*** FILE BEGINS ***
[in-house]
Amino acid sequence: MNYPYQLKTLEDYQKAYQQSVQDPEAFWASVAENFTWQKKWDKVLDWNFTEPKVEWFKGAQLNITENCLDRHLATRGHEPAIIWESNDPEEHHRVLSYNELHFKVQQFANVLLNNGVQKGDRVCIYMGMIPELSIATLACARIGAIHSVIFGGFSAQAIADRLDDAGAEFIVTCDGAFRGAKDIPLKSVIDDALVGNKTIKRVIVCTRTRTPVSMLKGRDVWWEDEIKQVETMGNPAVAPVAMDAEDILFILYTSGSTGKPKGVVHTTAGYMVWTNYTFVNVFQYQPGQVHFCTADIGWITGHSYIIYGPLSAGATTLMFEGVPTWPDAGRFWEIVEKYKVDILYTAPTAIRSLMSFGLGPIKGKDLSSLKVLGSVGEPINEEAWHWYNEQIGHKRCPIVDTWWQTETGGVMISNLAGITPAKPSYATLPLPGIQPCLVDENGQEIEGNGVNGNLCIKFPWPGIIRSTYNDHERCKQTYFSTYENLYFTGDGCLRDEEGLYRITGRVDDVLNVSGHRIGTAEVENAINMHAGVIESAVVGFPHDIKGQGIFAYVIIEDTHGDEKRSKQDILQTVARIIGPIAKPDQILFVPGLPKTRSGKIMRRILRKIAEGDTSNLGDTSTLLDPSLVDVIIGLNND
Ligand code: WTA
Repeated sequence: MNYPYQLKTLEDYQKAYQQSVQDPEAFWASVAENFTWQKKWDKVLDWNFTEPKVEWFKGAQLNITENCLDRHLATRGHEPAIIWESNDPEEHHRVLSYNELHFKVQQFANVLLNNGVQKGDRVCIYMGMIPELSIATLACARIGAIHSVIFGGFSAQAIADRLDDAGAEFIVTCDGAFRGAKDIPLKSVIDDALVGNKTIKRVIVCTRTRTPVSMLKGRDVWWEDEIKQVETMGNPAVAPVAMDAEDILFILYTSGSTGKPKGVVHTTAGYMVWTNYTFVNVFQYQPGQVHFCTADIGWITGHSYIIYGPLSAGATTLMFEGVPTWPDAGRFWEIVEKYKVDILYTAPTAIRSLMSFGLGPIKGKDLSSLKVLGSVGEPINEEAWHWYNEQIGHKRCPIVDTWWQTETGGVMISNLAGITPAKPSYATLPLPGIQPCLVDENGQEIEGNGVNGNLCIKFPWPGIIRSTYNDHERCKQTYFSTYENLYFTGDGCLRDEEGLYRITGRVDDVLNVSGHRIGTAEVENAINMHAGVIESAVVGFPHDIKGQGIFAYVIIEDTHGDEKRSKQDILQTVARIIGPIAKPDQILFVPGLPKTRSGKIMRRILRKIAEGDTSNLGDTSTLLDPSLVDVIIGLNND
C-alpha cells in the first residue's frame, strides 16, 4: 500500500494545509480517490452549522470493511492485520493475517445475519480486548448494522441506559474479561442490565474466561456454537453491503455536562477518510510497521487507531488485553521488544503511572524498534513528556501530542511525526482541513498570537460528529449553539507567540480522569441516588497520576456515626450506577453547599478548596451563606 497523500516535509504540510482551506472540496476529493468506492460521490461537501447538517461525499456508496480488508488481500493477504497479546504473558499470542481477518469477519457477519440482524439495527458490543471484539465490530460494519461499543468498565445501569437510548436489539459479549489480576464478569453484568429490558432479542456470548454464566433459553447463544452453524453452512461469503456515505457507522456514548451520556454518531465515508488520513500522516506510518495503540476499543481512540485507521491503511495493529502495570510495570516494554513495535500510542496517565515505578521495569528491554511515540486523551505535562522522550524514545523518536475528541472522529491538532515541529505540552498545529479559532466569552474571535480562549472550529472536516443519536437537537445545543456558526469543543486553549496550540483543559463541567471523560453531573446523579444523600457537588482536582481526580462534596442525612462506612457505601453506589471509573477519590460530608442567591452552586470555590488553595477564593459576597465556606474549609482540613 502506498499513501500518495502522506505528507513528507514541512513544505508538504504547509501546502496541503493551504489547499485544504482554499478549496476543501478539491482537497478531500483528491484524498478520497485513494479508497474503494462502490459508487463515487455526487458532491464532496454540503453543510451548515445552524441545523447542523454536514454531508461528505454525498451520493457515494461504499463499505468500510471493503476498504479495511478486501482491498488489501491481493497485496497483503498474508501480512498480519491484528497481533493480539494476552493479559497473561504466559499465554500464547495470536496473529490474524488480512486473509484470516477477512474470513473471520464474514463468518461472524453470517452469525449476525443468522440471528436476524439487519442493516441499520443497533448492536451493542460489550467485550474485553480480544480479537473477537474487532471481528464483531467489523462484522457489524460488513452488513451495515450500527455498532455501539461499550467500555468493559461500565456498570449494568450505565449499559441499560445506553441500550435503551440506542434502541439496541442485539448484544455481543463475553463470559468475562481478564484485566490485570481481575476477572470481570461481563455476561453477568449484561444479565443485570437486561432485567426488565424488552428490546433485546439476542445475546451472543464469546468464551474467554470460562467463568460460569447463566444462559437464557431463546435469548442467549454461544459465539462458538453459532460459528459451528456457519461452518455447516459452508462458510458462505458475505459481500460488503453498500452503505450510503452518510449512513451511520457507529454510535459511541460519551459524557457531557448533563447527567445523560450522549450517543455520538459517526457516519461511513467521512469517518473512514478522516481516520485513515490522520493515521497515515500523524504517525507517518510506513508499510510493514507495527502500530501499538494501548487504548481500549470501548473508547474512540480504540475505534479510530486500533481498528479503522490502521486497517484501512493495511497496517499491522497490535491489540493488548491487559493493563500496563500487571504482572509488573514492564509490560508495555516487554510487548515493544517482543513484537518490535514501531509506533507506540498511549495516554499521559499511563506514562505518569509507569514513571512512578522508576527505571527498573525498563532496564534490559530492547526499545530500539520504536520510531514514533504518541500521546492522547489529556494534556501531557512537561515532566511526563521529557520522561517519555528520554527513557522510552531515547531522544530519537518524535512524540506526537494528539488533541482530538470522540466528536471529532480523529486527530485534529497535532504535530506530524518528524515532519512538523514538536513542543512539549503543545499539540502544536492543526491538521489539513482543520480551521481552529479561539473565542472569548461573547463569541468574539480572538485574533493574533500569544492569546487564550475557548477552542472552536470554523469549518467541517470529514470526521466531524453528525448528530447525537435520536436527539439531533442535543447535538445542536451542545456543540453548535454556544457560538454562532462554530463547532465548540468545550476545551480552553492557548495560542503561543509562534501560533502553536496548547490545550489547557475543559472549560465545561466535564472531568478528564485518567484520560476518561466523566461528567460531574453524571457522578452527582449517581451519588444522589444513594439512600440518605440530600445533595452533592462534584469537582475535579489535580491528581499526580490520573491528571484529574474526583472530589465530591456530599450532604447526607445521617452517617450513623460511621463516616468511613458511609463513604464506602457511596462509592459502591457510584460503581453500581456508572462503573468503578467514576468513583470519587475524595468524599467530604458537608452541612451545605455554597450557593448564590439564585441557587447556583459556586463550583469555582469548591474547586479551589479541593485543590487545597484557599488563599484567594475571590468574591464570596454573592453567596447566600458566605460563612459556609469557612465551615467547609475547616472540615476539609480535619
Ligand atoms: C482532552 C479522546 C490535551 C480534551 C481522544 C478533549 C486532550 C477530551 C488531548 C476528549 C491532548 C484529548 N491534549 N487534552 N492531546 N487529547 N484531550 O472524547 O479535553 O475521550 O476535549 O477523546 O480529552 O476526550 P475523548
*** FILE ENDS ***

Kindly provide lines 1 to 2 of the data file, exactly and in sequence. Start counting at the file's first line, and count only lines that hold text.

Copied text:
[in-house]
Amino acid sequence: MNYPYQLKTLEDYQKAYQQSVQDPEAFWASVAENFTWQKKWDKVLDWNFTEPKVEWFKGAQLNITENCLDRHLATRGHEPAIIWESNDPEEHHRVLSYNELHFKVQQFANVLLNNGVQKGDRVCIYMGMIPELSIATLACARIGAIHSVIFGGFSAQAIADRLDDAGAEFIVTCDGAFRGAKDIPLKSVIDDALVGNKTIKRVIVCTRTRTPVSMLKGRDVWWEDEIKQVETMGNPAVAPVAMDAEDILFILYTSGSTGKPKGVVHTTAGYMVWTNYTFVNVFQYQPGQVHFCTADIGWITGHSYIIYGPLSAGATTLMFEGVPTWPDAGRFWEIVEKYKVDILYTAPTAIRSLMSFGLGPIKGKDLSSLKVLGSVGEPINEEAWHWYNEQIGHKRCPIVDTWWQTETGGVMISNLAGITPAKPSYATLPLPGIQPCLVDENGQEIEGNGVNGNLCIKFPWPGIIRSTYNDHERCKQTYFSTYENLYFTGDGCLRDEEGLYRITGRVDDVLNVSGHRIGTAEVENAINMHAGVIESAVVGFPHDIKGQGIFAYVIIEDTHGDEKRSKQDILQTVARIIGPIAKPDQILFVPGLPKTRSGKIMRRILRKIAEGDTSNLGDTSTLLDPSLVDVIIGLNND